The Tao of Pooh / the Te of Piglet Paperback – 1 Nov 1994
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About the Author
Benjamin Hoff is a writer, photographer, musician and composer and a specialist in Japanese fine-pruning, with a degree in Ancient Art.
A. A. Milne’s creation, Winnie-the-Pooh and his friends from the Hundred Acre Wood, was based on the real nursery toys owned by his son, Christopher Robin. He produced a book of children’s poetry, When We Were Very Young, in 1924, and in 1926, the seminal Winnie-the-Pooh. More poems followed in Now We Are Six (1927) and Pooh returned in The House at Pooh Corner (1928).
Through his writings for Punch magazine, A. A. Milne met E. H. Shepard. Shepard went on to draw the original illustrations to accompany Milne’s classics, earning him the name ‘the man who drew Pooh’.--This text refers to an out of print or unavailable edition of this title.
Top customer reviews
It's worth noting that The Tao Of Pooh stands head and shoulders above The Te of Piglet in terms of both readability, relevance and the introduction of key concepts.
Pooh's book is about an introduction to a wonderful philosophical school of thought, it is brief but endless in depth.
Piglet's book is a social commentary, judgemental, muddled and over-saturated with analogies and metaphors.
I highly recommend these books to the reader but I would have preferred to have the Dao of Pooh on it's own, and with it's original cover.
Since then i've explored other ideas, looking at things from different philosophical angles and got flung around by life. I wanted to re-read tao of pooh because life is so overwhelming, along with all the contrasting ideas about how to be at peace with living it. But before going back into this book i wanted to get to know the actual tao te ching, a really short text, and of course closer to the origin of taoism.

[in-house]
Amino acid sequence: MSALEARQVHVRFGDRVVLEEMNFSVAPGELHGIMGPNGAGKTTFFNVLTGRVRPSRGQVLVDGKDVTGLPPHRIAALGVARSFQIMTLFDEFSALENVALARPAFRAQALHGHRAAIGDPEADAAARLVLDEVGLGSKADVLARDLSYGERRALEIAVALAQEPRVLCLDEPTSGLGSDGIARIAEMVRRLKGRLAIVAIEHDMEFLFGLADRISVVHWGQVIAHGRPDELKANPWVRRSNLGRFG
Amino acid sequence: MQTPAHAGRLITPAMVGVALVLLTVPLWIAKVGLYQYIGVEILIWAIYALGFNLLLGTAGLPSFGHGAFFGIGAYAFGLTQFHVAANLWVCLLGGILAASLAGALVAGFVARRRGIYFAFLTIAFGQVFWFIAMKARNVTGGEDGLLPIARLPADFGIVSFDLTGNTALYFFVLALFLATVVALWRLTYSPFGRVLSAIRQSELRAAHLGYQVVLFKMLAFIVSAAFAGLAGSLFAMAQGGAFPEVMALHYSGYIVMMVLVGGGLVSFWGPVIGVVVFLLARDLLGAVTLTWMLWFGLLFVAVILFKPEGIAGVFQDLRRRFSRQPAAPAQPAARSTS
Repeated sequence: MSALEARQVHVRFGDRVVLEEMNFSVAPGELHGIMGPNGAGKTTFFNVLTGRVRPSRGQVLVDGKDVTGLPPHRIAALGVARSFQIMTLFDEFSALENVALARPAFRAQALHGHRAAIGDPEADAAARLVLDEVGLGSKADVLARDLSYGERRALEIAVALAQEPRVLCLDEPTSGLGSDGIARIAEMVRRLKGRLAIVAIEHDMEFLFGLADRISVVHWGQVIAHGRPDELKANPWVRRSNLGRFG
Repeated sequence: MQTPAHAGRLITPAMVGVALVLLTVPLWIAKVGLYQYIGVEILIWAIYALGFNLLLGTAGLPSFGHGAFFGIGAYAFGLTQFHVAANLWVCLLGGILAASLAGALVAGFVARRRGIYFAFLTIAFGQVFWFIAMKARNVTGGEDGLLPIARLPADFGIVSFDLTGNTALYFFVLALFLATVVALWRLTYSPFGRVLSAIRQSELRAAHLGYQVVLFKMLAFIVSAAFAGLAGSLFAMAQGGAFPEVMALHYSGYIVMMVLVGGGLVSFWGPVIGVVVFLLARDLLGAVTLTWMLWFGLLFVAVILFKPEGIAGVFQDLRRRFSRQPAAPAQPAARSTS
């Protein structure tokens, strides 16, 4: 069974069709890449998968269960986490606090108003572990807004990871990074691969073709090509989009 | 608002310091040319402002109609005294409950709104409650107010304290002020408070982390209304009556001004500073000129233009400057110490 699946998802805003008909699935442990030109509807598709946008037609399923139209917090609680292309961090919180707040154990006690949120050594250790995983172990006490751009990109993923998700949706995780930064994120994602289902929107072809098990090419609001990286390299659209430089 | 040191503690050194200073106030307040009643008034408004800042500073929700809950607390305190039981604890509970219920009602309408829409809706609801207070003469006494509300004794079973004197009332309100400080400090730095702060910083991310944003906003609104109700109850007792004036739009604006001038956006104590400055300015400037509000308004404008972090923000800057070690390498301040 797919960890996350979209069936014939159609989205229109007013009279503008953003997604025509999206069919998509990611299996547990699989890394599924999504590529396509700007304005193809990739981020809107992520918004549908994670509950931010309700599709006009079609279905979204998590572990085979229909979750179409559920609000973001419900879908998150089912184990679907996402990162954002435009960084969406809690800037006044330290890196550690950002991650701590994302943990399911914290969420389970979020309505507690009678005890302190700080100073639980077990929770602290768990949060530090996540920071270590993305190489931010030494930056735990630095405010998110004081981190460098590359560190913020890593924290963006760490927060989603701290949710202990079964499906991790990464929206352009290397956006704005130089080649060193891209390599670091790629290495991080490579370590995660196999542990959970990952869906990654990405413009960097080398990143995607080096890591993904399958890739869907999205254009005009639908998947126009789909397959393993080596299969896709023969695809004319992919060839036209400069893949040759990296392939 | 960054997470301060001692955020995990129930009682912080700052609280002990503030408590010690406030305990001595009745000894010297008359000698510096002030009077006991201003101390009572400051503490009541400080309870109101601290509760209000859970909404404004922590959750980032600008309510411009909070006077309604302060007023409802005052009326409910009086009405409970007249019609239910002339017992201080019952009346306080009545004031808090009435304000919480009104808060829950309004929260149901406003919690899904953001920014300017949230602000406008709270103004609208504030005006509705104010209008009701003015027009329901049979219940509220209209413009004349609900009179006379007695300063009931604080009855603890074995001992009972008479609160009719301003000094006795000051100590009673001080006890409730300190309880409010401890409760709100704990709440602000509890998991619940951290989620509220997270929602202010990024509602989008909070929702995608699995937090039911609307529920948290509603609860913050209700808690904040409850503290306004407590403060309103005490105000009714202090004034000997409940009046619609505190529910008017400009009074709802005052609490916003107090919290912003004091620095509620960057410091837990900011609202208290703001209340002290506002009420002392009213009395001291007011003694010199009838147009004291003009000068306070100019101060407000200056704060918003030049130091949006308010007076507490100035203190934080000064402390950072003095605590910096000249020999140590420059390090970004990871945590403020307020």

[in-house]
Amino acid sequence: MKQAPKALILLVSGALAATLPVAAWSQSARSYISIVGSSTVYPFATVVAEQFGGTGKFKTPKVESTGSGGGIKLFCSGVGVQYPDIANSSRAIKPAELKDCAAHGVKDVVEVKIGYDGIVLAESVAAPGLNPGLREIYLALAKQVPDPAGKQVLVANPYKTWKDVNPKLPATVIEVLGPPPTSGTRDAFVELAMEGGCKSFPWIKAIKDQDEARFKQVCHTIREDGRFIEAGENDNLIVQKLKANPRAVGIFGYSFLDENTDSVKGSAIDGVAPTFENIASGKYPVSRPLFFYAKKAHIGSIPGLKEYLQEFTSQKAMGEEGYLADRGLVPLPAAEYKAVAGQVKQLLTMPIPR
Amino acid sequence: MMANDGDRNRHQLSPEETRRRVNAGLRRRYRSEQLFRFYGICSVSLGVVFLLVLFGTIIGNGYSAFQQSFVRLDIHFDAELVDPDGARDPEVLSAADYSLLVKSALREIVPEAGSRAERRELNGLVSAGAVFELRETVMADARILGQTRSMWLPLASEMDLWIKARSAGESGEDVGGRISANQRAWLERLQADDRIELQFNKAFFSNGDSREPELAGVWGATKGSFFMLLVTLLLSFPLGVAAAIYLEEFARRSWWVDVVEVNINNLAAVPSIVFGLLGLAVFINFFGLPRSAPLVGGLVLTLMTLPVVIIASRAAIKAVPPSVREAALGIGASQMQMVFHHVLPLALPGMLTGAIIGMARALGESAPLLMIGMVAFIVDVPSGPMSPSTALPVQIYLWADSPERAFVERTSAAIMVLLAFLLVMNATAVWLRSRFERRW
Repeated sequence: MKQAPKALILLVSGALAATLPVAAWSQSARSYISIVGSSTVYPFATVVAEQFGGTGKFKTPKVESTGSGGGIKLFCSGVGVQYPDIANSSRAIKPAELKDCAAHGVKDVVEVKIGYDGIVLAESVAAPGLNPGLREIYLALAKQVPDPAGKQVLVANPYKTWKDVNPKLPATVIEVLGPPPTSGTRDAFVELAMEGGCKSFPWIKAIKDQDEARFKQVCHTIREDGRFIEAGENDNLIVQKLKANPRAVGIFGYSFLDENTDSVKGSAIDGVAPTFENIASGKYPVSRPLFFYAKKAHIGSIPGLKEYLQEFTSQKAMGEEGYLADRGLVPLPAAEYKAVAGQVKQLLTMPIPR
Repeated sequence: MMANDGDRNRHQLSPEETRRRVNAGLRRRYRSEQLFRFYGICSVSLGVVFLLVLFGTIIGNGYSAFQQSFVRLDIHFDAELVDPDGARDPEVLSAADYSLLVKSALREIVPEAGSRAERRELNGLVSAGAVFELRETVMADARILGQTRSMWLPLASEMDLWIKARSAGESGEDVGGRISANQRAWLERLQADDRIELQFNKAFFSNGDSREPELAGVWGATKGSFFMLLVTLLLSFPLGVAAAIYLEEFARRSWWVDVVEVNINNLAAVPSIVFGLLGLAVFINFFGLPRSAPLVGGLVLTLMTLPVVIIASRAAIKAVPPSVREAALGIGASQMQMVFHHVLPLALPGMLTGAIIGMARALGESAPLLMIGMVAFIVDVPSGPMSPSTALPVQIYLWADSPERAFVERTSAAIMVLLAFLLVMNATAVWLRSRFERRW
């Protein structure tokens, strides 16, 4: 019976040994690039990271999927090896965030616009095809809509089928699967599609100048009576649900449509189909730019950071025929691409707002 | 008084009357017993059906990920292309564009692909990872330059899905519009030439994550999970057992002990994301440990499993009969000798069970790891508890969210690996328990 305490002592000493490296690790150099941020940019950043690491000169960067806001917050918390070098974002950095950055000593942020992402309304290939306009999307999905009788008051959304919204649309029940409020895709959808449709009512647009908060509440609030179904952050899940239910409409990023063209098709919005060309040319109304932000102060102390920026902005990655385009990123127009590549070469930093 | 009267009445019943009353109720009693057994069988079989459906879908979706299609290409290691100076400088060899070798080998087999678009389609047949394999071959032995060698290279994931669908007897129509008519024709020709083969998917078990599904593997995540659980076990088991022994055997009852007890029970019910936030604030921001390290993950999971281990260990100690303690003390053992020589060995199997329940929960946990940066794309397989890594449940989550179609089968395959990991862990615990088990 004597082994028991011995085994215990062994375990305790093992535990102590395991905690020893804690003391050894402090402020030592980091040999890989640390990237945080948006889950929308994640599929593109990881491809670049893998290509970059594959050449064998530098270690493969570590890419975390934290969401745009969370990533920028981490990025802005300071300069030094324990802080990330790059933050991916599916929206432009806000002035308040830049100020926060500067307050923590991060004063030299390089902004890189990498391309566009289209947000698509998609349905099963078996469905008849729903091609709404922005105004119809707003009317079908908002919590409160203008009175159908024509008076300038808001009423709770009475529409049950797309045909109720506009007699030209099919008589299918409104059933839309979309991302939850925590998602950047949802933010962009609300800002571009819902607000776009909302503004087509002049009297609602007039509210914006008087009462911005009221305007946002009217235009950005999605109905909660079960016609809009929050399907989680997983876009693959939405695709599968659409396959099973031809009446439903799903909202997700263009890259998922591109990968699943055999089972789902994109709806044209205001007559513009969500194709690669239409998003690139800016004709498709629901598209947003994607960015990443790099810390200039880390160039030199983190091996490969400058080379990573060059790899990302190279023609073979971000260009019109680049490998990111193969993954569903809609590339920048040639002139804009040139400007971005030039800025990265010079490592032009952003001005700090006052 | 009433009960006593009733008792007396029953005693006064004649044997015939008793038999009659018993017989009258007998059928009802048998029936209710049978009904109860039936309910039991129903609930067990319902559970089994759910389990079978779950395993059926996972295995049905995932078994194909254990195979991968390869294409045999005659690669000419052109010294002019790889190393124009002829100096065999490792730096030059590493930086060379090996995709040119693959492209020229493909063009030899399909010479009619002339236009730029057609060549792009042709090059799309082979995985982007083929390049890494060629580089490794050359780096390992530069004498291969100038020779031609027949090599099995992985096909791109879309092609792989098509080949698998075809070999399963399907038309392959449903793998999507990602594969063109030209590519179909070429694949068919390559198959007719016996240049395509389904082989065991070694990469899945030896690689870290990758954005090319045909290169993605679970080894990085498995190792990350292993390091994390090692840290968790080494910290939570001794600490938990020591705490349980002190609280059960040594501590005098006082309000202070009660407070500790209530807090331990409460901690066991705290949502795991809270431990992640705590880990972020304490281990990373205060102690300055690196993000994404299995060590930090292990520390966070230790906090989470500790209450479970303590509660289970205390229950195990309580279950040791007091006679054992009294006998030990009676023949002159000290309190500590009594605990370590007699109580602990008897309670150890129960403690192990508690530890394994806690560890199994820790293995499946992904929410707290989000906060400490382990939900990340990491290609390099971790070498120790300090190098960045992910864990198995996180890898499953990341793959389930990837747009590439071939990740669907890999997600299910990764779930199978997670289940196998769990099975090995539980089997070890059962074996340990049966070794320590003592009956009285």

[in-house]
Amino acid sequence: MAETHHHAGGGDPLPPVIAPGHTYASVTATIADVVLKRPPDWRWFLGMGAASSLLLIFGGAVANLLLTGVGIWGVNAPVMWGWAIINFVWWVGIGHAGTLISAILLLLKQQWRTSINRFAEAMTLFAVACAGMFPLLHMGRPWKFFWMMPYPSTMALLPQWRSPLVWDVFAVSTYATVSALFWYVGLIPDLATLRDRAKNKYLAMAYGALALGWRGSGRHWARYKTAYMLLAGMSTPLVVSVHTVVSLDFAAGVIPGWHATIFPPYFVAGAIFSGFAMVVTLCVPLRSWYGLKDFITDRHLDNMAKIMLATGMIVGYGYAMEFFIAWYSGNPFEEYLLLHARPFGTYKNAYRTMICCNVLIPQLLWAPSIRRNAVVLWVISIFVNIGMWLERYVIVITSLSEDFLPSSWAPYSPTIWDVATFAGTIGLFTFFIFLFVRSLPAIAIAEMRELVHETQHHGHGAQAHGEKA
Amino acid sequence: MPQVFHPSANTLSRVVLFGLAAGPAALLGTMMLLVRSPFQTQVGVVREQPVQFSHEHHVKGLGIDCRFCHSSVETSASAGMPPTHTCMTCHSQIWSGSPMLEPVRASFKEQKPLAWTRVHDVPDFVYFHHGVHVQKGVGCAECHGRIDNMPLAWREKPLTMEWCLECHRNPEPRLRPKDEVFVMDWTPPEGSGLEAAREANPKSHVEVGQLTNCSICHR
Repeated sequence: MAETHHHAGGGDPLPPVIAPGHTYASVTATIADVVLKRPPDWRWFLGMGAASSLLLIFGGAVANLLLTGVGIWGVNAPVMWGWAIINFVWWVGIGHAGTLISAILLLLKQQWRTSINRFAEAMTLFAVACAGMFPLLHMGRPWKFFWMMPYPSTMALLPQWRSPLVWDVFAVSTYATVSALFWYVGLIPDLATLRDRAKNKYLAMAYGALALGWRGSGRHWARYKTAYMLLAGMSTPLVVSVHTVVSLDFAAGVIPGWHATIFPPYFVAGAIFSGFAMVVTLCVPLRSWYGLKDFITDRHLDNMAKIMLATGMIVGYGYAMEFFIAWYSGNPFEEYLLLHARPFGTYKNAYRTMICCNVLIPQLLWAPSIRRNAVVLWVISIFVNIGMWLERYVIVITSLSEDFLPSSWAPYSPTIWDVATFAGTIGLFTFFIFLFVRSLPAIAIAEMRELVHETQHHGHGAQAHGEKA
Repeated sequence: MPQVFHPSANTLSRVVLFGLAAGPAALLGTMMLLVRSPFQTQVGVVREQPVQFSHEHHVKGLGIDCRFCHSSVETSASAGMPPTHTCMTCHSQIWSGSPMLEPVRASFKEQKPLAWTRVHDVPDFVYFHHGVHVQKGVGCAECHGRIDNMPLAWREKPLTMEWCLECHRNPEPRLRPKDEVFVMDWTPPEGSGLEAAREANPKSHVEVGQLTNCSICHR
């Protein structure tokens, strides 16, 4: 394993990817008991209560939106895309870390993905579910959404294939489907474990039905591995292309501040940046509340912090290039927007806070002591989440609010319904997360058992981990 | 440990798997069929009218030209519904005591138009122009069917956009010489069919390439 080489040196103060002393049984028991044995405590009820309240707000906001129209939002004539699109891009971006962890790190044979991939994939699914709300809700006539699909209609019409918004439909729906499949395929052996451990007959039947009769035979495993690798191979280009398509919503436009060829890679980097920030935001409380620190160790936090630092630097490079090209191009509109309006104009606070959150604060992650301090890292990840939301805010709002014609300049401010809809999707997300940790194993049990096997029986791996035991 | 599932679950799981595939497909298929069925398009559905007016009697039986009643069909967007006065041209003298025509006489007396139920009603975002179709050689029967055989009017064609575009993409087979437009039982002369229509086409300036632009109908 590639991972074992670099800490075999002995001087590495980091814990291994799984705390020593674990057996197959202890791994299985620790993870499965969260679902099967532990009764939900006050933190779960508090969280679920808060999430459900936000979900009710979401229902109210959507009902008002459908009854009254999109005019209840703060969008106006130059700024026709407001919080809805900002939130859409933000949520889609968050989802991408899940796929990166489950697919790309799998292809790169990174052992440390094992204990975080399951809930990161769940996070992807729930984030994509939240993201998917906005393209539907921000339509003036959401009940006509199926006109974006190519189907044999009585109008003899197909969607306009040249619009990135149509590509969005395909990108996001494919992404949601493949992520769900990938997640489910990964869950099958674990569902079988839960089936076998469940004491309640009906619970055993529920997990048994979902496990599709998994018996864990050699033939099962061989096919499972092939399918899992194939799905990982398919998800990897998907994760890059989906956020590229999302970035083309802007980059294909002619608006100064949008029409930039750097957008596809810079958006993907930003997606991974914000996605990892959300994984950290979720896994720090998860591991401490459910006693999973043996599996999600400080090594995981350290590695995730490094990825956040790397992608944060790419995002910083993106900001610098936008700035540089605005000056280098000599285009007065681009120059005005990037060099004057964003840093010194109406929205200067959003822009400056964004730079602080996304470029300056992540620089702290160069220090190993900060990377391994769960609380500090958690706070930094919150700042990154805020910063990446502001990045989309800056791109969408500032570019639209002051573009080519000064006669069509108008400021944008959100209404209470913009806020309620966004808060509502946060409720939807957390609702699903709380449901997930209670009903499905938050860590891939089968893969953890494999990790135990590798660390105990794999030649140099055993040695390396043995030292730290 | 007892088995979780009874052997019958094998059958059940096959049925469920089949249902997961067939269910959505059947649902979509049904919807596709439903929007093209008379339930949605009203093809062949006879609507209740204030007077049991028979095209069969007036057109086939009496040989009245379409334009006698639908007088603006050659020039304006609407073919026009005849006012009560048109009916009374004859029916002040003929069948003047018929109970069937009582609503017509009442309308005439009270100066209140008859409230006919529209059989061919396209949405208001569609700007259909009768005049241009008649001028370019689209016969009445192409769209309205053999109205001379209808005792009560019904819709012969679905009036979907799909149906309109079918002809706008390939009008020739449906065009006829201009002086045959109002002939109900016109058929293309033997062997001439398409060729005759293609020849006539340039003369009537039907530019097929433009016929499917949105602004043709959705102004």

The one i've listened to is read by Jacob Needleman, with his commentary following the text. I think it needs to be listened to several times to really grasp the depth and efficiency of it, and why i am rambling in this direction is that it casts a whole new light on tao of pooh, without the 'intellectual snobbery' Hoffman refers to and dismisses in the book.
Needleman discusses the popular misrepresentation and misunderstanding of taoism, and having digested the original text and Needleman's equally efficient discussion and analysis, I'm sorry to say that tao of pooh really does overlook the essence of taoism - opting for a superficial aping of 'naturalness'.. not a reconnection with a profound level of instinct and awareness.
I wish it didn't. Surely it's an interesting book, if not only because of why it has such wide appeal. But if you want true taoism you'd better go to the source, appropriately. Tao of Pooh is a good way to chill out about stuff and have more of a sense of humour - but that isn't taoism. it's far deeper and more subtle than that - but just as if not more simple.
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